[SATLUG] UUID gone wrong
mayfield_mark at att.net
Fri Apr 9 20:35:40 CDT 2010
have a look at this page
Steps you must take for each and EVERY partition on the cloned drive:
1. Generate a new UUID
At the terminal prompt type:
(a unique number you can use as a UUID will appear - copy to paste into
Code: sudo tune2fs /dev/sdb? -U paste_above_number_here
(replace sdb? with whatever your drive designation actually is - e.g.
sdb2, hdb3, etc)
You can check the UUID associated with a partition with this command at
Code: vol_id /dev/sdb?
Repeat the above for each partition and now you will have a "clone"
drive that at least has
unique UUIDs for each partition and wont cause problems due to
duplicated UUIDs caused by the cloning process.
You will need to adjust the grub menu.lst (or if you use grub2 the grub
custom file). Or just reinstall grub (I would just reinstall grub on the
On Fri, 2010-04-09 at 18:53 -0600, Howard Haradon wrote:
> Hi, another tale of user error: OK, I add a nice new
> drive to my system and then clone the old main partition
> to a bigger partition on the new drive. Now the new
> SATA partition-1 is a clone of the old ide partition-1, and
> I also tell Clonezilla to clone over the MBR of the old drive to the
> new SATA drive. BTW, Clonezilla worked great.
> On the first boot after cloning I adjust the BIOS to boot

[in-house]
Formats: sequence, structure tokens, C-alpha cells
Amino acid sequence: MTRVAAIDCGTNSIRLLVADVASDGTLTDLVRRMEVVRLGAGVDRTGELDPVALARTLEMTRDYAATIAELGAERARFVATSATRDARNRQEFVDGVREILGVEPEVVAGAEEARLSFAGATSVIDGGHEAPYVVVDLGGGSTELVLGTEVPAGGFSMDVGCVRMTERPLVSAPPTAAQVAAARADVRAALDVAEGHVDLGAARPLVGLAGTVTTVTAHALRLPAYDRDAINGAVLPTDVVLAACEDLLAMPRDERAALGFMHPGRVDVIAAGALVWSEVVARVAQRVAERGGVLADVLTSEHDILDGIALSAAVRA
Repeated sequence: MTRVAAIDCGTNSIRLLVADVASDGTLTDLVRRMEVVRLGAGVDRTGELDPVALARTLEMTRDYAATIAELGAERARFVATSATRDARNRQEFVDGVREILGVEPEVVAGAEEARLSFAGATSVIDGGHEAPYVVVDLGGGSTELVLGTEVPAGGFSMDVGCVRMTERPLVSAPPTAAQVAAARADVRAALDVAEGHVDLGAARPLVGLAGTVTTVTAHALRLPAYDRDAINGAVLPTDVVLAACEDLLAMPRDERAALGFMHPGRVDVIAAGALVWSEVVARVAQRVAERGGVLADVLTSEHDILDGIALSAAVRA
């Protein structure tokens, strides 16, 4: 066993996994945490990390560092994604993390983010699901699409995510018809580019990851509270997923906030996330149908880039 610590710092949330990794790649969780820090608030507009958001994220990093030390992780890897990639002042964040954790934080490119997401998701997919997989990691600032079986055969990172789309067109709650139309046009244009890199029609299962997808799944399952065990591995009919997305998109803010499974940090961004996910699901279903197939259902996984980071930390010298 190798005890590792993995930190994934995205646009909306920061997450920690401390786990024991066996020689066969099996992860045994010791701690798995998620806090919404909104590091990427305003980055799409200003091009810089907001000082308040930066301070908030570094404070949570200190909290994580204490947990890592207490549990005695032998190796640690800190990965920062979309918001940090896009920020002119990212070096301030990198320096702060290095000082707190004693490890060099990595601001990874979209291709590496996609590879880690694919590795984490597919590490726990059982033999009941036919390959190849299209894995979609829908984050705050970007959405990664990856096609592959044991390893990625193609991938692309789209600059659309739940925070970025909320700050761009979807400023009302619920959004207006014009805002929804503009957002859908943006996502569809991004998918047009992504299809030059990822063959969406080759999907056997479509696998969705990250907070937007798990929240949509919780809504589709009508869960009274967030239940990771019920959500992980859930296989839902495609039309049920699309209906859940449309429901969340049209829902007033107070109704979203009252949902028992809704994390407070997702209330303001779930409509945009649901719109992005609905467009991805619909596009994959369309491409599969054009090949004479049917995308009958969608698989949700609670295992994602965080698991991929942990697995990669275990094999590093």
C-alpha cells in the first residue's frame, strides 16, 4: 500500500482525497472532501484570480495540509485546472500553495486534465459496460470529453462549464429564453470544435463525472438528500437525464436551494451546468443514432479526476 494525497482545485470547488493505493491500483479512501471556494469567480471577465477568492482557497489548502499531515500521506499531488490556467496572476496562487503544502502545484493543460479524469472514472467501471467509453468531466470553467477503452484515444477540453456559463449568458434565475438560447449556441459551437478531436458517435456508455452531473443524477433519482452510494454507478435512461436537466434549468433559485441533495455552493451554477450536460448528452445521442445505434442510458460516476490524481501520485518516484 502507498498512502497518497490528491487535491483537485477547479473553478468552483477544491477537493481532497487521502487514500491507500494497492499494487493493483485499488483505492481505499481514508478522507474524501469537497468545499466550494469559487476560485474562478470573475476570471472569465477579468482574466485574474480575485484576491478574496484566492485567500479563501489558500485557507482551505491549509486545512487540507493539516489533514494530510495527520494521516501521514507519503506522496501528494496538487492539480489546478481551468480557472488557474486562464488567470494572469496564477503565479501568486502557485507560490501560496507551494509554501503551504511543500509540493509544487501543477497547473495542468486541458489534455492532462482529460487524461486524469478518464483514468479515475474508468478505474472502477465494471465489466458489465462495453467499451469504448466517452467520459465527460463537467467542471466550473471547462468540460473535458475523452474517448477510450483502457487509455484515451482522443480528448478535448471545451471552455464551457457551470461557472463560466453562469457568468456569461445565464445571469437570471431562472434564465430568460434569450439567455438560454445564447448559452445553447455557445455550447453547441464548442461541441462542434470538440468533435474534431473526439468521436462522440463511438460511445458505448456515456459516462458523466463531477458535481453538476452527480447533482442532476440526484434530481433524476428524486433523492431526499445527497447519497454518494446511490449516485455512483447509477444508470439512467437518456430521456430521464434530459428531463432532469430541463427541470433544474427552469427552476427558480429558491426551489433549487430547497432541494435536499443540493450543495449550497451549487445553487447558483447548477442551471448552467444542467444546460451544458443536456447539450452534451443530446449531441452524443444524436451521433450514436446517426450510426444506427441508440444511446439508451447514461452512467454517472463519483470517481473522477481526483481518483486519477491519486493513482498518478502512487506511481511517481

> from the new SATA drive, but find that it just stalls
> with no GRUB screen. Now I reset the BIOS to boot
> from the old ide drive, and the boot goes just fine with
> not system problems. Later I shut down and reboot
> using the same old setup. Now I notice some clicking
> sounds that tell me that the new SATA drive is active.
> I play around with some disk tools and find that there
> are 2 schools of thought regarding what is what with
> my 2 drives. The new drive is active and is really
> accessible as sda1.
> Disk /dev/sda: 80.0 GB, 80026361856 bytes (old drive)
> Disk /dev/sdb: 640.1 GB, 640135028736 bytes
> df -h
> Filesystem Size Used Avail Use% Mounted on
> /dev/sda1 126G 17G 103G 15% / (new drive)
> /dev/sda1 on / type ext2 (rw,relatime,errors=remount-ro)
> Nothing for /dev/sdb1 so it's not mounted, right?
> Not according to fsck:
> sudo fsck -y /dev/sdb1
> /dev/sdb1 is mounted.
> WARNING!!! Running e2fsck on a mounted filesystem may cause
> SEVERE filesystem damage.
> Do you really want to continue (y/n)? no
> So with this confusion I shut down cleanly and reboot
> with a Puppy CD.
> Booting with a Puppy CD, here is what blockid finds:
> # blkid
> /dev/loop0: TYPE="squashfs"
> /dev/loop1: UUID="b4ff483a-013a-4b4c-bdc9-d0766a447287" TYPE="ext2"
> /dev/sda1: UUID="8f467a7b-4aa0-42e0-899c-59d240badee8" TYPE="ext2"
> /dev/sda2: TYPE="swap"
> /dev/sdb1: UUID="8f467a7b-4aa0-42e0-899c-59d240badee8" TYPE="ext2"
> /dev/sdb2: TYPE="swap" UUID="10facf90-dc05-4ce8-aa28-af68a3f32ef8"
> /dev/sdb3: UUID="1c86c0ea-9382-4c4b-8e7f-452bbf7b150c" TYPE="ext2"
> /dev/sdb4: UUID="4b2d938a-650c-4a47-af1e-931311979027" TYPE="ext2"
> Note that the UUIDs for sda1 and sdb1 are the same, and they
> match just what is in /etc/fstab for /dev/sda1.
> I am hoping that some one can help me straighten this out.
> I am grateful for your help, Howard
> Howard Haradon
> San Antonio, TX USA
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